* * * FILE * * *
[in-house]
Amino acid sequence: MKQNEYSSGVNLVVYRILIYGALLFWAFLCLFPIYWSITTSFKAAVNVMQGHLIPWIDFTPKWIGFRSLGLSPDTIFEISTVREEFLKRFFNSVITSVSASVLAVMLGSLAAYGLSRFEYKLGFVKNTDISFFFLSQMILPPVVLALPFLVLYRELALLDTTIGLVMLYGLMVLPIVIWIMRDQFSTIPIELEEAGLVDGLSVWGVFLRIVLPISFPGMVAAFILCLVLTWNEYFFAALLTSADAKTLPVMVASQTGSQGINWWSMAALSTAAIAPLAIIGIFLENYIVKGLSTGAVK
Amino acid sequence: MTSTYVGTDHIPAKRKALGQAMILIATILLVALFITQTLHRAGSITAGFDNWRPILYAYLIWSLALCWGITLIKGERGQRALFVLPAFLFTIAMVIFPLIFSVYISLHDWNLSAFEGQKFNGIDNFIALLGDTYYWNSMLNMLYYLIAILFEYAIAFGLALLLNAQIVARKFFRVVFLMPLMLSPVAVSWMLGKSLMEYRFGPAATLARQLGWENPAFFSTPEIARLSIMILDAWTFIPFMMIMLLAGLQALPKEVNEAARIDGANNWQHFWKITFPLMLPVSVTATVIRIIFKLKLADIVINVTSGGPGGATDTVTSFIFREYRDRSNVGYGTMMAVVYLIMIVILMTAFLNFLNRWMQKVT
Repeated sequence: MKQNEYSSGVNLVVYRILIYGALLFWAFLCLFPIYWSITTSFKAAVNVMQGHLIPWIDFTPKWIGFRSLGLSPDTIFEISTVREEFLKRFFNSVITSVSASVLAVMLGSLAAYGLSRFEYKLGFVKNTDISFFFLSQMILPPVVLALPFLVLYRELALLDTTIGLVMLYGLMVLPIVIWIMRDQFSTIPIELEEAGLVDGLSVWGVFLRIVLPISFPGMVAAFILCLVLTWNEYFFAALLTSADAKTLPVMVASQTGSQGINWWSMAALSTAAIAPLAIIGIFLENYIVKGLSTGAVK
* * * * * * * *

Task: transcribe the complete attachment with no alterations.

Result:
[in-house]
Amino acid sequence: MKQNEYSSGVNLVVYRILIYGALLFWAFLCLFPIYWSITTSFKAAVNVMQGHLIPWIDFTPKWIGFRSLGLSPDTIFEISTVREEFLKRFFNSVITSVSASVLAVMLGSLAAYGLSRFEYKLGFVKNTDISFFFLSQMILPPVVLALPFLVLYRELALLDTTIGLVMLYGLMVLPIVIWIMRDQFSTIPIELEEAGLVDGLSVWGVFLRIVLPISFPGMVAAFILCLVLTWNEYFFAALLTSADAKTLPVMVASQTGSQGINWWSMAALSTAAIAPLAIIGIFLENYIVKGLSTGAVK
Amino acid sequence: MTSTYVGTDHIPAKRKALGQAMILIATILLVALFITQTLHRAGSITAGFDNWRPILYAYLIWSLALCWGITLIKGERGQRALFVLPAFLFTIAMVIFPLIFSVYISLHDWNLSAFEGQKFNGIDNFIALLGDTYYWNSMLNMLYYLIAILFEYAIAFGLALLLNAQIVARKFFRVVFLMPLMLSPVAVSWMLGKSLMEYRFGPAATLARQLGWENPAFFSTPEIARLSIMILDAWTFIPFMMIMLLAGLQALPKEVNEAARIDGANNWQHFWKITFPLMLPVSVTATVIRIIFKLKLADIVINVTSGGPGGATDTVTSFIFREYRDRSNVGYGTMMAVVYLIMIVILMTAFLNFLNRWMQKVT
Repeated sequence: MKQNEYSSGVNLVVYRILIYGALLFWAFLCLFPIYWSITTSFKAAVNVMQGHLIPWIDFTPKWIGFRSLGLSPDTIFEISTVREEFLKRFFNSVITSVSASVLAVMLGSLAAYGLSRFEYKLGFVKNTDISFFFLSQMILPPVVLALPFLVLYRELALLDTTIGLVMLYGLMVLPIVIWIMRDQFSTIPIELEEAGLVDGLSVWGVFLRIVLPISFPGMVAAFILCLVLTWNEYFFAALLTSADAKTLPVMVASQTGSQGINWWSMAALSTAAIAPLAIIGIFLENYIVKGLSTGAVK